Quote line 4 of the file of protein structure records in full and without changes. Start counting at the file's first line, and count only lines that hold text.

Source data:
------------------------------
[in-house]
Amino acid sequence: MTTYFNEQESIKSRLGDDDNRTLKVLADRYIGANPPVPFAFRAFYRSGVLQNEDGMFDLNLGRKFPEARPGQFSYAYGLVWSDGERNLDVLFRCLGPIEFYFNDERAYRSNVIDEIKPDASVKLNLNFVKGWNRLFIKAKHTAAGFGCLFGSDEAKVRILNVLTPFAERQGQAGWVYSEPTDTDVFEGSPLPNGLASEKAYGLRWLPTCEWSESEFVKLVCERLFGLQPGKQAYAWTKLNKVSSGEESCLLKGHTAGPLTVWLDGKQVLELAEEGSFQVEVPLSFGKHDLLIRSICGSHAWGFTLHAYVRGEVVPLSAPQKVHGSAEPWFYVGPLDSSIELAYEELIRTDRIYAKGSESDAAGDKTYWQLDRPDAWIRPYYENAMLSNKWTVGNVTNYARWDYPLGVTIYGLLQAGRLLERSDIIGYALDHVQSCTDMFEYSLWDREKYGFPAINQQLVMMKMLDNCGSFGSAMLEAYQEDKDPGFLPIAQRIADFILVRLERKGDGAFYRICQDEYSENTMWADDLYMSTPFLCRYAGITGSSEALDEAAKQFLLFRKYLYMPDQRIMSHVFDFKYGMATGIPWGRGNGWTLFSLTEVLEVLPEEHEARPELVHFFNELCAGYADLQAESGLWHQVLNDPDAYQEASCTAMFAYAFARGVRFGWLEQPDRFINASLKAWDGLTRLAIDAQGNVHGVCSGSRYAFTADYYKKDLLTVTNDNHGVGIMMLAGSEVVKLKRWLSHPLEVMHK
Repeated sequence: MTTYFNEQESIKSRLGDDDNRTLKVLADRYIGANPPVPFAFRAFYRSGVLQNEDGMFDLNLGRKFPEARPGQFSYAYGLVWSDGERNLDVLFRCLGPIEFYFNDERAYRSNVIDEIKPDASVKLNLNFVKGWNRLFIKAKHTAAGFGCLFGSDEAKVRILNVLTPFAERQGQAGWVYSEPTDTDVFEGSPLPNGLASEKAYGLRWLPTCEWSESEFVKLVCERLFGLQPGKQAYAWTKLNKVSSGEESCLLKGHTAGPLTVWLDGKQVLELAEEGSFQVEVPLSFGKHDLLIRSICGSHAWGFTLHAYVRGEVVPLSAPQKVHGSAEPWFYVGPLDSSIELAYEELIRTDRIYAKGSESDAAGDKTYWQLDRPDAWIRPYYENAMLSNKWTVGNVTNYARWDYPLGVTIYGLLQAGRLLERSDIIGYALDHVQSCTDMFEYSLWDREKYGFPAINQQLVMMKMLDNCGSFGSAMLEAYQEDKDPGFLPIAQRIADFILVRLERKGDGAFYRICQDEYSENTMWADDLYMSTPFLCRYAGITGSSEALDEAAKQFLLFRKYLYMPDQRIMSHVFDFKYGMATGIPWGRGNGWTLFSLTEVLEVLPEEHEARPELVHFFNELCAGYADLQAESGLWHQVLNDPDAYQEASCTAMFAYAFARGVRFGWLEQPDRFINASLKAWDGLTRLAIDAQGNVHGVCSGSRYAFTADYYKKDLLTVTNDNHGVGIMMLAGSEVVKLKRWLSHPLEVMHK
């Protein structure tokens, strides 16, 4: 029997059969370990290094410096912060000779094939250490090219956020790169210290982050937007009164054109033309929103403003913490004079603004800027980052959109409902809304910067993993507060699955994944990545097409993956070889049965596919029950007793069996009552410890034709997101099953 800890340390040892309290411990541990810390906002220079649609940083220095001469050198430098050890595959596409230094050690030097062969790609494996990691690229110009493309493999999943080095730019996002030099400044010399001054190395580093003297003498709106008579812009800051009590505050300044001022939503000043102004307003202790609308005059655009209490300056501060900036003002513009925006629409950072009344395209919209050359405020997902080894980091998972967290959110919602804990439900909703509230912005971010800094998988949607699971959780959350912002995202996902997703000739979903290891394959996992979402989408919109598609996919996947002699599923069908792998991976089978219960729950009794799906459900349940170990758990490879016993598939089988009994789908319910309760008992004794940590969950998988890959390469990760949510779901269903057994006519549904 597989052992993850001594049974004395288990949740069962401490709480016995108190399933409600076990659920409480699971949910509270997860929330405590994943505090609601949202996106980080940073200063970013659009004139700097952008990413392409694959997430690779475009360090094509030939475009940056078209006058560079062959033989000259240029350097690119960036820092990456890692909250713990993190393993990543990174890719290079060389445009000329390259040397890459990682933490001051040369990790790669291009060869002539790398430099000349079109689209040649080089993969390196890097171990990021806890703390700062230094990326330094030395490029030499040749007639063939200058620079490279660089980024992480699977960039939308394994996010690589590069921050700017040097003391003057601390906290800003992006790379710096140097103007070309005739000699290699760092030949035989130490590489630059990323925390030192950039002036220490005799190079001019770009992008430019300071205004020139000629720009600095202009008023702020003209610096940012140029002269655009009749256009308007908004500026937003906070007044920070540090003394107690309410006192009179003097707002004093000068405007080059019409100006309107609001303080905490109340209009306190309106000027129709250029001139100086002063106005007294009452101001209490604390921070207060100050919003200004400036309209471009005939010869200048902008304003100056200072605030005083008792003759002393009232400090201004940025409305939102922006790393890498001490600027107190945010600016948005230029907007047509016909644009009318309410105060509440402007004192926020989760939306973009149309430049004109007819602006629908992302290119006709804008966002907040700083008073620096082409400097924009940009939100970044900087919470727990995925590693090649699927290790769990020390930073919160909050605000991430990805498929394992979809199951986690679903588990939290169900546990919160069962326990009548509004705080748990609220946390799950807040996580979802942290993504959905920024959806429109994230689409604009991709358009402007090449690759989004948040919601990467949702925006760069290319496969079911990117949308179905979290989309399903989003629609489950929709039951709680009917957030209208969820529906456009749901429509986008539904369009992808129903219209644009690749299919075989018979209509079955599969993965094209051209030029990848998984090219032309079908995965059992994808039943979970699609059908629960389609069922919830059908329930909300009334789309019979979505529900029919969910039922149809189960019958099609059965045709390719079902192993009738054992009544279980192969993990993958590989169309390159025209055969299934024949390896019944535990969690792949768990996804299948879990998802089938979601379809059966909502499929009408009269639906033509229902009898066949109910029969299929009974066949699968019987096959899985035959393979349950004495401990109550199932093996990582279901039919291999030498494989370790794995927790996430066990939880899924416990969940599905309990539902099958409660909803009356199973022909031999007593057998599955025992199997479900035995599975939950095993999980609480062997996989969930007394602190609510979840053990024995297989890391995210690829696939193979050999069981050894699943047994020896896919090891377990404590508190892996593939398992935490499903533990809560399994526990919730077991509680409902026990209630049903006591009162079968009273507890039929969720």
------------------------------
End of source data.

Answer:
């Protein structure tokens, strides 16, 4: 029997059969370990290094410096912060000779094939250490090219956020790169210290982050937007009164054109033309929103403003913490004079603004800027980052959109409902809304910067993993507060699955994944990545097409993956070889049965596919029950007793069996009552410890034709997101099953 800890340390040892309290411990541990810390906002220079649609940083220095001469050198430098050890595959596409230094050690030097062969790609494996990691690229110009493309493999999943080095730019996002030099400044010399001054190395580093003297003498709106008579812009800051009590505050300044001022939503000043102004307003202790609308005059655009209490300056501060900036003002513009925006629409950072009344395209919209050359405020997902080894980091998972967290959110919602804990439900909703509230912005971010800094998988949607699971959780959350912002995202996902997703000739979903290891394959996992979402989408919109598609996919996947002699599923069908792998991976089978219960729950009794799906459900349940170990758990490879016993598939089988009994789908319910309760008992004794940590969950998988890959390469990760949510779901269903057994006519549904 597989052992993850001594049974004395288990949740069962401490709480016995108190399933409600076990659920409480699971949910509270997860929330405590994943505090609601949202996106980080940073200063970013659009004139700097952008990413392409694959997430690779475009360090094509030939475009940056078209006058560079062959033989000259240029350097690119960036820092990456890692909250713990993190393993990543990174890719290079060389445009000329390259040397890459990682933490001051040369990790790669291009060869002539790398430099000349079109689209040649080089993969390196890097171990990021806890703390700062230094990326330094030395490029030499040749007639063939200058620079490279660089980024992480699977960039939308394994996010690589590069921050700017040097003391003057601390906290800003992006790379710096140097103007070309005739000699290699760092030949035989130490590489630059990323925390030192950039002036220490005799190079001019770009992008430019300071205004020139000629720009600095202009008023702020003209610096940012140029002269655009009749256009308007908004500026937003906070007044920070540090003394107690309410006192009179003097707002004093000068405007080059019409100006309107609001303080905490109340209009306190309106000027129709250029001139100086002063106005007294009452101001209490604390921070207060100050919003200004400036309209471009005939010869200048902008304003100056200072605030005083008792003759002393009232400090201004940025409305939102922006790393890498001490600027107190945010600016948005230029907007047509016909644009009318309410105060509440402007004192926020989760939306973009149309430049004109007819602006629908992302290119006709804008966002907040700083008073620096082409400097924009940009939100970044900087919470727990995925590693090649699927290790769990020390930073919160909050605000991430990805498929394992979809199951986690679903588990939290169900546990919160069962326990009548509004705080748990609220946390799950807040996580979802942290993504959905920024959806429109994230689409604009991709358009402007090449690759989004948040919601990467949702925006760069290319496969079911990117949308179905979290989309399903989003629609489950929709039951709680009917957030209208969820529906456009749901429509986008539904369009992808129903219209644009690749299919075989018979209509079955599969993965094209051209030029990848998984090219032309079908995965059992994808039943979970699609059908629960389609069922919830059908329930909300009334789309019979979505529900029919969910039922149809189960019958099609059965045709390719079902192993009738054992009544279980192969993990993958590989169309390159025209055969299934024949390896019944535990969690792949768990996804299948879990998802089938979601379809059966909502499929009408009269639906033509229902009898066949109910029969299929009974066949699968019987096959899985035959393979349950004495401990109550199932093996990582279901039919291999030498494989370790794995927790996430066990939880899924416990969940599905309990539902099958409660909803009356199973022909031999007593057998599955025992199997479900035995599975939950095993999980609480062997996989969930007394602190609510979840053990024995297989890391995210690829696939193979050999069981050894699943047994020896896919090891377990404590508190892996593939398992935490499903533990809560399994526990919730077991509680409902026990209630049903006591009162079968009273507890039929969720």